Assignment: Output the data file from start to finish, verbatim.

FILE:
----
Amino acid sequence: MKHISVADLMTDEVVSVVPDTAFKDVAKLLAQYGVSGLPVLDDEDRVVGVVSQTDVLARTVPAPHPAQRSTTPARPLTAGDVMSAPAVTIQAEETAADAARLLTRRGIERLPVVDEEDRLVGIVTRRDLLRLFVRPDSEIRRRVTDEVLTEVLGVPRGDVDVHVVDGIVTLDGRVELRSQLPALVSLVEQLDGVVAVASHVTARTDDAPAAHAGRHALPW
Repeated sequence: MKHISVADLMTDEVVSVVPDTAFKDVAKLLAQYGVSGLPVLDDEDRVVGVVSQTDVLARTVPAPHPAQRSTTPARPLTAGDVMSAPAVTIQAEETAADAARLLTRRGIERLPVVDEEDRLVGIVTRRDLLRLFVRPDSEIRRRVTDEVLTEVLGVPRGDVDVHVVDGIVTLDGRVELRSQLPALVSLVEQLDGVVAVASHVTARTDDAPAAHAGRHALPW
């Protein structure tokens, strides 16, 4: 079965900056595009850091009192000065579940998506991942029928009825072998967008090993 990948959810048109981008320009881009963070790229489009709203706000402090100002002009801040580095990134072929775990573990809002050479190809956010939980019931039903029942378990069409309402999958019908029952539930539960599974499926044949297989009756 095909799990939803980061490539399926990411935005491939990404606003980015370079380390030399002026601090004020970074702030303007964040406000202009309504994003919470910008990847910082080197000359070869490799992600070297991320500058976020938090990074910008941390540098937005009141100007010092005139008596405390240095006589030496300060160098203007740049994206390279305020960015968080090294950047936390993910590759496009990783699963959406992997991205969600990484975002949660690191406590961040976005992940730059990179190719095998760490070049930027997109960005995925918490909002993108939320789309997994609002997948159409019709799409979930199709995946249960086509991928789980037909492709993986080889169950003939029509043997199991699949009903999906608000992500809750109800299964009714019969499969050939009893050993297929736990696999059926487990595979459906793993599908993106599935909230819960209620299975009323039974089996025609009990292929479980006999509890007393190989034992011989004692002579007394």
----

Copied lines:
Amino acid sequence: MKHISVADLMTDEVVSVVPDTAFKDVAKLLAQYGVSGLPVLDDEDRVVGVVSQTDVLARTVPAPHPAQRSTTPARPLTAGDVMSAPAVTIQAEETAADAARLLTRRGIERLPVVDEEDRLVGIVTRRDLLRLFVRPDSEIRRRVTDEVLTEVLGVPRGDVDVHVVDGIVTLDGRVELRSQLPALVSLVEQLDGVVAVASHVTARTDDAPAAHAGRHALPW
Repeated sequence: MKHISVADLMTDEVVSVVPDTAFKDVAKLLAQYGVSGLPVLDDEDRVVGVVSQTDVLARTVPAPHPAQRSTTPARPLTAGDVMSAPAVTIQAEETAADAARLLTRRGIERLPVVDEEDRLVGIVTRRDLLRLFVRPDSEIRRRVTDEVLTEVLGVPRGDVDVHVVDGIVTLDGRVELRSQLPALVSLVEQLDGVVAVASHVTARTDDAPAAHAGRHALPW
């Protein structure tokens, strides 16, 4: 079965900056595009850091009192000065579940998506991942029928009825072998967008090993 990948959810048109981008320009881009963070790229489009709203706000402090100002002009801040580095990134072929775990573990809002050479190809956010939980019931039903029942378990069409309402999958019908029952539930539960599974499926044949297989009756 095909799990939803980061490539399926990411935005491939990404606003980015370079380390030399002026601090004020970074702030303007964040406000202009309504994003919470910008990847910082080197000359070869490799992600070297991320500058976020938090990074910008941390540098937005009141100007010092005139008596405390240095006589030496300060160098203007740049994206390279305020960015968080090294950047936390993910590759496009990783699963959406992997991205969600990484975002949660690191406590961040976005992940730059990179190719095998760490070049930027997109960005995925918490909002993108939320789309997994609002997948159409019709799409979930199709995946249960086509991928789980037909492709993986080889169950003939029509043997199991699949009903999906608000992500809750109800299964009714019969499969050939009893050993297929736990696999059926487990595979459906793993599908993106599935909230819960209620299975009323039974089996025609009990292929479980006999509890007393190989034992011989004692002579007394």